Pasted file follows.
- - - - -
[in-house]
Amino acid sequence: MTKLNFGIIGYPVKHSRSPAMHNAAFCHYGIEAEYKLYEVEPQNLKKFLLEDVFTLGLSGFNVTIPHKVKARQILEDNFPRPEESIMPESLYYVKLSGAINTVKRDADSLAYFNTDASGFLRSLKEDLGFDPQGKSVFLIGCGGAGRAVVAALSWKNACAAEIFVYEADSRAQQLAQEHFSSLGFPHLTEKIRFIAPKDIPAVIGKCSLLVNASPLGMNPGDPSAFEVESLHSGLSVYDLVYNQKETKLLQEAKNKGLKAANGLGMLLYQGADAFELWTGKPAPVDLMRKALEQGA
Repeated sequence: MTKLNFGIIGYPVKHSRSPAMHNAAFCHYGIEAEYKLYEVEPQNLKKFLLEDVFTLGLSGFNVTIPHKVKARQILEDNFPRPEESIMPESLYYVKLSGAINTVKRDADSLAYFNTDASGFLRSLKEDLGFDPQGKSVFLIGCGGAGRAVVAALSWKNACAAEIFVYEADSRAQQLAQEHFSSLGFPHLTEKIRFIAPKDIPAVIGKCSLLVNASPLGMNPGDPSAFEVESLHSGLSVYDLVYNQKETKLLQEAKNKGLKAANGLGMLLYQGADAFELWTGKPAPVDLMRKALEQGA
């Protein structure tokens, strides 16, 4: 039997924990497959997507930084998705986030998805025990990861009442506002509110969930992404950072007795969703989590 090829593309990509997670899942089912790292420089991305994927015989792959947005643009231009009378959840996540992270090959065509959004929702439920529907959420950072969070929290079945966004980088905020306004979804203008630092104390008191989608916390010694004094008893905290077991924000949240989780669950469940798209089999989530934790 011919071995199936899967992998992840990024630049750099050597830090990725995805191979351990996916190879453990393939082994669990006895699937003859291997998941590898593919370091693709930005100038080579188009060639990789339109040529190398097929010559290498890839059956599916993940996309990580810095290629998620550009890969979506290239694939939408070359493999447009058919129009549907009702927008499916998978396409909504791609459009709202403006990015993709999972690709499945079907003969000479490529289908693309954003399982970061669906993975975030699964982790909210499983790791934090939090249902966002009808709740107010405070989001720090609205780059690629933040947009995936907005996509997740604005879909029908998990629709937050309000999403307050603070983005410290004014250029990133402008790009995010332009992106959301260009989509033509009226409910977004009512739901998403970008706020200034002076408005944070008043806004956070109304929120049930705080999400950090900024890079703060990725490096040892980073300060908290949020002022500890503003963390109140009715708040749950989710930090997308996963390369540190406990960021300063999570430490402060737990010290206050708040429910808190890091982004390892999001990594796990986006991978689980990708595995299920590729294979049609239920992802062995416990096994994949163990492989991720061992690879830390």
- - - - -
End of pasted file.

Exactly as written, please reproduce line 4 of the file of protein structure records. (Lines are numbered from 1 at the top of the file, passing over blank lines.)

């Protein structure tokens, strides 16, 4: 039997924990497959997507930084998705986030998805025990990861009442506002509110969930992404950072007795969703989590 090829593309990509997670899942089912790292420089991305994927015989792959947005643009231009009378959840996540992270090959065509959004929702439920529907959420950072969070929290079945966004980088905020306004979804203008630092104390008191989608916390010694004094008893905290077991924000949240989780669950469940798209089999989530934790 011919071995199936899967992998992840990024630049750099050597830090990725995805191979351990996916190879453990393939082994669990006895699937003859291997998941590898593919370091693709930005100038080579188009060639990789339109040529190398097929010559290498890839059956599916993940996309990580810095290629998620550009890969979506290239694939939408070359493999447009058919129009549907009702927008499916998978396409909504791609459009709202403006990015993709999972690709499945079907003969000479490529289908693309954003399982970061669906993975975030699964982790909210499983790791934090939090249902966002009808709740107010405070989001720090609205780059690629933040947009995936907005996509997740604005879909029908998990629709937050309000999403307050603070983005410290004014250029990133402008790009995010332009992106959301260009989509033509009226409910977004009512739901998403970008706020200034002076408005944070008043806004956070109304929120049930705080999400950090900024890079703060990725490096040892980073300060908290949020002022500890503003963390109140009715708040749950989710930090997308996963390369540190406990960021300063999570430490402060737990010290206050708040429910808190890091982004390892999001990594796990986006991978689980990708595995299920590729294979049609239920992802062995416990096994994949163990492989991720061992690879830390």